A lot of companies do vulnerability assessments and penetration testing of their own systems to try to head off cyber attacks. Some companies are compelled to do annual pen testing because of regulations that govern their business. Regardless of the reasons for doing the testing, companies are spending good money on the process and should look for ways to get more value out of it.
I recently talked with Kevin Johnson of the security consulting firm Secure Ideas to get his advice on how companies can get more value from vulnerability assessments and penetration testing, and here are his suggestions.
“There’s one thing that’s really important to security and that is to understand what attacks you should be defending against,” says Johnson. He says all kinds of events make the news but they aren’t really relevant for a lot of companies. “With the Internet of Things set to explode, you can worry that a rogue refrigerator is going to relay attacks against you, but that just isn’t realistic today. But you should worry about the employee who does something in error, like misconfigure a security device, and maybe you should worry about the unhappy worker who intentionally acts maliciously. If you understand the attacks that are the real concern for your particular business, then you can focus your limited security budget on those things.”
Next you need to understand what your vulnerabilities are. Johnson says the best way to start on that is to work with a penetration tester. “It could be a third-party or someone from within your own organization. Lots of companies have people on staff and pen testing is their job or it is an interest of theirs,” says Johnson.
He cautions, however, “Don’t just have a company come in and hack you. Actually work with them to get an understanding of why that was the attack that they did. If you’re working with a good penetration testing firm, they don’t just run a whole bunch of automated scanners and say, ‘Ha ha, we hacked you!’ They actually look at what you do from an outsider’s perspective. They look at what functionality you are exposing to whatever systems they are testing. There is a reason why these testers make the decisions that they do. There is a reason they went after that server in particular. So work with your pen tester to understand the ‘why’ as well as the ‘how’.”
Johnson suggests having your internal teams “ride along” with the pen tester. “You should tell the pen tester that you want to know exactly what he’s doing as he’s going along through his job,” says Johnson. “Whether it’s an internal person or a consultant coming in to do the tests, have him interact with your response teams and your system administrators so they can look at the logs and such as the pen tester is attacking the server to see what shows up. You want them to understand what caused the log entries during the attack so they know what to look for and how to interpret it in the future.”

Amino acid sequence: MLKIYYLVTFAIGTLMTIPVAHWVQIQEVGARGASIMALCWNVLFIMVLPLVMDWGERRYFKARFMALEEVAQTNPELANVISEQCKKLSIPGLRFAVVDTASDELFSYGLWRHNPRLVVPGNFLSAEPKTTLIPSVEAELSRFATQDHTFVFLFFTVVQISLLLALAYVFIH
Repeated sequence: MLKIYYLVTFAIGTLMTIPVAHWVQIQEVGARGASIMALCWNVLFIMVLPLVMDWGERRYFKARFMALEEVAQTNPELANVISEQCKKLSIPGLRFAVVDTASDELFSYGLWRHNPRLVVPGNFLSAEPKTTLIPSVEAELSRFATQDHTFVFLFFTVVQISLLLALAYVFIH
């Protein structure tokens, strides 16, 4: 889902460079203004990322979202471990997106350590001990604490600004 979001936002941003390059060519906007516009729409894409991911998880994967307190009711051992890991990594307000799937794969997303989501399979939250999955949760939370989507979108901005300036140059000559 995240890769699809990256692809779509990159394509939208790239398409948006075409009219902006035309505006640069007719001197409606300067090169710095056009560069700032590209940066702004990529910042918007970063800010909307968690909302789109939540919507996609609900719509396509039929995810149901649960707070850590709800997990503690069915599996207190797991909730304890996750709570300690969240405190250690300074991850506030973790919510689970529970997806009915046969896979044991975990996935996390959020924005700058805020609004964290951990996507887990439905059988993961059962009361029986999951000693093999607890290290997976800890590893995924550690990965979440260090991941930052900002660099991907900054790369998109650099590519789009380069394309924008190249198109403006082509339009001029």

In terms of selecting a third-party tester, Johnson says you shouldn’t just hire a firm because it is the lowest bidder. He advises, “Hire them because you are communicating well with them and you have built a relationship with them, you talk with them and have phone calls with them. And don’t be afraid to question things. I don’t mean you should make their job hard but when they say ‘This is what we think we should test,’ ask them why. If they get irritated with you, hire a different pen tester,” says Johnson.
Another way to get more value from this process is to not treat it as a once a year event. “I’m not saying you have to hire a pen test firm every month—that would get ridiculously expensive very quickly,” says Johnson. “But when they finish that pen test and they give you that report and they say ‘Here is what we tested and here is what our results were,’ ask them how they tested it. Get information about what tools they used and then have your internal people start to reproduce that. They won’t ever entirely replace a third-party – in most cases companies are required to use a third-party – but they are going to be able to run this throughout the year. When a year goes by and you bring in the third-party pen tester again, instead of just dumping them on the network and saying ‘Go,’ have them talk to the people who’ve been reproducing the efforts all year. Then your hired gun can focus on other areas that you haven’t gotten to or on more advanced attacks to get you a better understanding of what risks are out there.”
Johnson says that give-and-take has to be bidirectional. “What happens when you start doing the testing constantly and start building up the skill set internally is that you are going to make it part of your process. It will be part of your build, part of your deployment, part of what you do on a regular basis. So from a high level you have to understand what the business needs, you need to understand what the pen testers are doing, and you need to understand the kind of attacks to defend against. Then you are going to make things better.”
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